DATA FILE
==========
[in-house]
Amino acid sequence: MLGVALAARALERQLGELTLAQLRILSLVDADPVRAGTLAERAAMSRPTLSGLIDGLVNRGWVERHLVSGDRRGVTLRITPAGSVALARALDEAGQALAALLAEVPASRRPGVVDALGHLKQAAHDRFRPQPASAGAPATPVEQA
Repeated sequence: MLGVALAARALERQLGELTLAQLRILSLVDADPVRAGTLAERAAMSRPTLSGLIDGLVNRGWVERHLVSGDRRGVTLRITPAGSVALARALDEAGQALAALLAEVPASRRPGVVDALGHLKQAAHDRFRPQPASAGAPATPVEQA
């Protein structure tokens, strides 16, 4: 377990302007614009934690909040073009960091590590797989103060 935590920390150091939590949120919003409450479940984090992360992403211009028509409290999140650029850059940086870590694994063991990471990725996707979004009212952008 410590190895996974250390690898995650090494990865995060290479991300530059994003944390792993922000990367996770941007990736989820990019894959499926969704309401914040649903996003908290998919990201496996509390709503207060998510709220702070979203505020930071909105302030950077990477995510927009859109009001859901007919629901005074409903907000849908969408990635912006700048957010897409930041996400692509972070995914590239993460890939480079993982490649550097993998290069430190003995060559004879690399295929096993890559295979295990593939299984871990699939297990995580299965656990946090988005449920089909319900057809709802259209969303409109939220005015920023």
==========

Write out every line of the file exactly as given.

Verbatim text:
[in-house]
Amino acid sequence: MLGVALAARALERQLGELTLAQLRILSLVDADPVRAGTLAERAAMSRPTLSGLIDGLVNRGWVERHLVSGDRRGVTLRITPAGSVALARALDEAGQALAALLAEVPASRRPGVVDALGHLKQAAHDRFRPQPASAGAPATPVEQA
Repeated sequence: MLGVALAARALERQLGELTLAQLRILSLVDADPVRAGTLAERAAMSRPTLSGLIDGLVNRGWVERHLVSGDRRGVTLRITPAGSVALARALDEAGQALAALLAEVPASRRPGVVDALGHLKQAAHDRFRPQPASAGAPATPVEQA
């Protein structure tokens, strides 16, 4: 377990302007614009934690909040073009960091590590797989103060 935590920390150091939590949120919003409450479940984090992360992403211009028509409290999140650029850059940086870590694994063991990471990725996707979004009212952008 410590190895996974250390690898995650090494990865995060290479991300530059994003944390792993922000990367996770941007990736989820990019894959499926969704309401914040649903996003908290998919990201496996509390709503207060998510709220702070979203505020930071909105302030950077990477995510927009859109009001859901007919629901005074409903907000849908969408990635912006700048957010897409930041996400692509972070995914590239993460890939480079993982490649550097993998290069430190003995060559004879690399295929096993890559295979295990593939299984871990699939297990995580299965656990946090988005449920089909319900057809709802259209969303409109939220005015920023």